As biological and targeted synthetic disease-modifying antirheumatic drugs (DMARDs) have proliferated, the cost of care has begun to inflate with a questionable associated benefit to patients. This “bubble” is unsustainable, according to one expert, and rheumatologists should work to help deflate it.
“By putting a high price on newly approved biological and targeted synthetic DMARDs, manufacturers implicitly promise added value in terms of health and patient experience outcomes,” wrote Prof Robert Landewé, of Amsterdam University Medical Centre, in a Viewpoint in The Lancet Rheumatology. “Do these highly priced, novel drugs in rheumatology really fulfil this promise?”
At his centre in the Netherlands, 40% of all patients have rheumatoid arthritis, psoriatic arthritis, or axial spondyloarthritis, 27% of whom are treated with biological or targeted synthetic DMARDs. In total, 44% of the centre’s entire budget was allocated for those DMARDs, meaning it went to only 11% of all patients while the other 56% was left to care for the remaining 89% of patients.
Among the ways this skewed level of spending has evolved, Prof Landewé wrote, is with the increased focus on patient satisfaction as an important outcome in itself. A patient’s perception of pain or fatigue despite treatment with a DMARD could convince a physician to change medications.
“Efficacy across biological and targeted synthetic DMARDs, as assessed in clinical trials, is reported to be roughly similar,” according to Prof Landewé. Approximately 20 such agents are now available in various countries, but he pointed out that clinical trials generally compared the novel agents against placebo rather than best possible standard-of-care – which suggests the more expensive agents may not offer substantially more value than conventional DMARDs such as methotrexate.
“Reasoning from a value-based health-care perspective, the biological and targeted synthetic DMARDs that have obtained market authorisation should in fact have a niche position: they should only be used in patients who have not responded adequately to standard-of-care treatment—the population in which these drugs might add value when administered in addition to, or after, optimal standard-of-care treatment,” he wrote. “But these DMARDs should not be prescribed to any other patients.”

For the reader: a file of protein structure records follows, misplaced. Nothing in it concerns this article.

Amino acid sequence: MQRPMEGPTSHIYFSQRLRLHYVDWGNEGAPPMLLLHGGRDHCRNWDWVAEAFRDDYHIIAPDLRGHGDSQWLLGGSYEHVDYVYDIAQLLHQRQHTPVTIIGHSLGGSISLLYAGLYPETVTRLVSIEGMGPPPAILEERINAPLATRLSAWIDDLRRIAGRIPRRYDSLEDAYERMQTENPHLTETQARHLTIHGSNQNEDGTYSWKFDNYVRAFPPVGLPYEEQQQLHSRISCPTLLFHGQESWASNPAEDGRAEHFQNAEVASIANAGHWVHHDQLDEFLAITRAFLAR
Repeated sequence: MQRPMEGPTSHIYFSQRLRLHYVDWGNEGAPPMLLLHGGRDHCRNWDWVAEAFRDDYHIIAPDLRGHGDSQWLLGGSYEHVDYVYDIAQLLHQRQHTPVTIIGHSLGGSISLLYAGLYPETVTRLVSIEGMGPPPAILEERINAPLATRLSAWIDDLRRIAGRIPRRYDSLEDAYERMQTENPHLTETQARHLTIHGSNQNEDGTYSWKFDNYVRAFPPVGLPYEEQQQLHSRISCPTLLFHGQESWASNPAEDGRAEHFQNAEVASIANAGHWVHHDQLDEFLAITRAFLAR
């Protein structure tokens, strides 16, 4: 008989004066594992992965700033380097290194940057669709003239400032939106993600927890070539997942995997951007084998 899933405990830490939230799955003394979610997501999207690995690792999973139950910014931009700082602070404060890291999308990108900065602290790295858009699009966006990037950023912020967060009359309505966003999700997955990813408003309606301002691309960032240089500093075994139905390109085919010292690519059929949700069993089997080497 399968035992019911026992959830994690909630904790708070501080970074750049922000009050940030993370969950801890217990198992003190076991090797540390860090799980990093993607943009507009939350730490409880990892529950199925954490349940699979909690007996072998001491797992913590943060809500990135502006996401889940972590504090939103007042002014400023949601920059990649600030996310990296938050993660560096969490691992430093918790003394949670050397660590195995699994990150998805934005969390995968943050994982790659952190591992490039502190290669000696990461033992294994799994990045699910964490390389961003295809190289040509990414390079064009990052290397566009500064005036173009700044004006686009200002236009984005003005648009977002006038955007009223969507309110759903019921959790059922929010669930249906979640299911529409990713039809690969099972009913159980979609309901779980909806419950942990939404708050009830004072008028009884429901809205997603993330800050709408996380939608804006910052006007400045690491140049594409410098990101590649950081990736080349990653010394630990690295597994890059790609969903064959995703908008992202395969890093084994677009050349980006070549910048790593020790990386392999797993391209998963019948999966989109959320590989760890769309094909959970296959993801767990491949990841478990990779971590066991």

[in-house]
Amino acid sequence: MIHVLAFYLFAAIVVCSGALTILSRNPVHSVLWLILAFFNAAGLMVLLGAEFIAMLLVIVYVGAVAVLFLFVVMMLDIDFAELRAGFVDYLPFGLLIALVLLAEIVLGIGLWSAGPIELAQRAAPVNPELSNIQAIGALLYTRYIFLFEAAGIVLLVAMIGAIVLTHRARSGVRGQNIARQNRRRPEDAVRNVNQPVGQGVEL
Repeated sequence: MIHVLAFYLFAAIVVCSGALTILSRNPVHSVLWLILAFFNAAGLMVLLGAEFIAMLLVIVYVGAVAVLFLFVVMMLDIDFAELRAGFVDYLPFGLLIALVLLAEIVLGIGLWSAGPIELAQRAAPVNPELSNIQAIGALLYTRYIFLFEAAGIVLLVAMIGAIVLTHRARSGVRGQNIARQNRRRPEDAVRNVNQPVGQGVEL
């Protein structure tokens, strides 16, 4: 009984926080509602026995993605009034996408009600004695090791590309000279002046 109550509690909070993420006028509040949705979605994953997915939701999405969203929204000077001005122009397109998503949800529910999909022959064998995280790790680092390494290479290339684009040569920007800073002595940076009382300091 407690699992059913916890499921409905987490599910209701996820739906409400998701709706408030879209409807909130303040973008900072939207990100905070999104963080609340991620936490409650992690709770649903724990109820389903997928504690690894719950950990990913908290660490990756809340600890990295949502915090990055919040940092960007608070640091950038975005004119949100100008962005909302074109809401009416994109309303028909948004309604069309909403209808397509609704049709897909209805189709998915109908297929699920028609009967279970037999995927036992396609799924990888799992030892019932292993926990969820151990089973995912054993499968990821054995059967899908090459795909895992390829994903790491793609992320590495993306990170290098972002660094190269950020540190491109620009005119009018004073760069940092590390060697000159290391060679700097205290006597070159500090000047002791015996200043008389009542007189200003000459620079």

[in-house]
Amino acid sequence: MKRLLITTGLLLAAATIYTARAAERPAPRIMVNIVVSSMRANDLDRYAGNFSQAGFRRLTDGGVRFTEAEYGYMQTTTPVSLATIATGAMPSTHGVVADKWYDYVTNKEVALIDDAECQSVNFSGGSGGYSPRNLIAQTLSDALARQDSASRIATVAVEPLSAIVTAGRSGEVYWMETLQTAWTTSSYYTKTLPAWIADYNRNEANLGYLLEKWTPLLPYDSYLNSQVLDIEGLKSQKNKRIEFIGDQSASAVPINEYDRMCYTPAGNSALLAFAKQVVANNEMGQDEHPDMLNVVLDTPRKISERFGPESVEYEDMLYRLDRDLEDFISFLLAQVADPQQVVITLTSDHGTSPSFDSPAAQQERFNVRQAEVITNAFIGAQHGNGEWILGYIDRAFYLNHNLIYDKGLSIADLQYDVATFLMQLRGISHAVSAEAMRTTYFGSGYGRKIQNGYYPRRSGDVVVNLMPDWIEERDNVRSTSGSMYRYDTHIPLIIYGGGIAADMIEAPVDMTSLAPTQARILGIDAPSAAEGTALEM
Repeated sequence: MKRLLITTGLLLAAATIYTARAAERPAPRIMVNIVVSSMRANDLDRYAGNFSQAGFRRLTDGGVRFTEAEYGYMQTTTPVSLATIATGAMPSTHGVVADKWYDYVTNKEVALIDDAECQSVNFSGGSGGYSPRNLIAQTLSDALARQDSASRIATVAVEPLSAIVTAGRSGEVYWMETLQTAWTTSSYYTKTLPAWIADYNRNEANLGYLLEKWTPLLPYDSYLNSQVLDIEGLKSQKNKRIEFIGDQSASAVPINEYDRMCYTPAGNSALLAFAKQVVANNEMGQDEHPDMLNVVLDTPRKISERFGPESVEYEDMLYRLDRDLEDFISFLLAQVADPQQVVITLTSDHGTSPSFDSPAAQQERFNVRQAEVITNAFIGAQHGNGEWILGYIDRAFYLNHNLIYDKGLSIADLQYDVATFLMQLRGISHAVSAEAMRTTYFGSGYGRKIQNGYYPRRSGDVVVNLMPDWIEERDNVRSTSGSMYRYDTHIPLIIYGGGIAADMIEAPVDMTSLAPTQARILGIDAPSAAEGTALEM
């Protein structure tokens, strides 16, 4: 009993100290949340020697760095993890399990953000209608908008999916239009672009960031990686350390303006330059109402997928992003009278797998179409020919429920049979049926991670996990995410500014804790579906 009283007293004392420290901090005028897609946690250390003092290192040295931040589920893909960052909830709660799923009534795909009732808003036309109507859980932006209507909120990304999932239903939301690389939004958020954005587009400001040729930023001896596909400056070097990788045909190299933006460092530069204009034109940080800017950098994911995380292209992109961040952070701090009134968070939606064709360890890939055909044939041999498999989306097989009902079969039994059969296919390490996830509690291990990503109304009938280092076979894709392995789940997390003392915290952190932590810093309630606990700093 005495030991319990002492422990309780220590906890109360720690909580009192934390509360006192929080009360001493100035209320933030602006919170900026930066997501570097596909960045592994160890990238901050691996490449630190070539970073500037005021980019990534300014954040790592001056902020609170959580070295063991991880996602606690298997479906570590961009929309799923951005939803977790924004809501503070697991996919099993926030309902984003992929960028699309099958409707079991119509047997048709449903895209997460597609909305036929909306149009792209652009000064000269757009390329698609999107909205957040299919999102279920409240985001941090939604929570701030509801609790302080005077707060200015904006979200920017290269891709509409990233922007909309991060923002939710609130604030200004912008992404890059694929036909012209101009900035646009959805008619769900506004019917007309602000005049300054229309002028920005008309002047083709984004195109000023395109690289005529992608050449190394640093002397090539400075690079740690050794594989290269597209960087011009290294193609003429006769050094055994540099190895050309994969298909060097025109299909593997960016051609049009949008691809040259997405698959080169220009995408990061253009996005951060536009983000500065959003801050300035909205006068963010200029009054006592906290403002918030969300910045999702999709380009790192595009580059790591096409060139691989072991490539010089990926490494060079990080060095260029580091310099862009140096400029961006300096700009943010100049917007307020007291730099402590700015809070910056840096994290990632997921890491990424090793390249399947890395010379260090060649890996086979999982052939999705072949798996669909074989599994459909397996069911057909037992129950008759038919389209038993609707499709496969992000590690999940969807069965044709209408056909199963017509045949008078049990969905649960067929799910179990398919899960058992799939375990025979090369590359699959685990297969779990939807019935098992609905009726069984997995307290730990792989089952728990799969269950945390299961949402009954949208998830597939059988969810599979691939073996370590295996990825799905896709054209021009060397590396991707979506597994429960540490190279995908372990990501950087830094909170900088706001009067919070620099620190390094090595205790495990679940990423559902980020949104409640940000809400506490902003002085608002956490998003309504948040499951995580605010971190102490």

Despite the perfusion of biological and synthetic DMARDs, prices have stubbornly remained very high, thanks in various part to profuse marketing of the agents, effective lobbying from pharmaceutical companies, regulatory uncoupling of drug approval and pricing and reimbursement, and other factors.
Some countries including the UK do regulate based on evidence-based principles of cost-effectiveness. “In the UK, a country with a publicly funded health-care system, this regulation has led to a situation in which only the patients with the most severe and active disease can be treated with biological and targeted synthetic DMARDs,” Prof Landewé wrote.
This unfortunately comes at the expense of patients with moderate disease activity, who can face poor quality of life and progression of damage. “Access regulation via cost-effectiveness analysis is apparently not a panacea for the problem of expanding DMARD costs.”
Prof Landewé offers four suggestions for rheumatologists to help begin countering the bubble of DMARD pricing. These include:
- More prudent diagnoses of chronic inflammatory diseases. “Every patient journey, which might include treatment with expensive drugs for many years, starts with a formal diagnosis.”
- A change in prescribing practices, where only patients who have not responded adequately to proper standard-of-care treatment are offered biological and targeted synthetic DMARDs.
- An increased reticence of inappropriate drug cycling, “which too often does not help the patient substantially makes health care more expensive.”
- Better communication with patients. “Take their important and informed questions seriously, and convince them of the fact that more expensive is not synonymous to added value.”
Prof Landewé reports receiving personal fees from AbbVie, Gilead, Eli Lilly, and GlaxoSmithKline, along with grants and personal fees from Galapagos, Pfizer, Novartis, and UCB.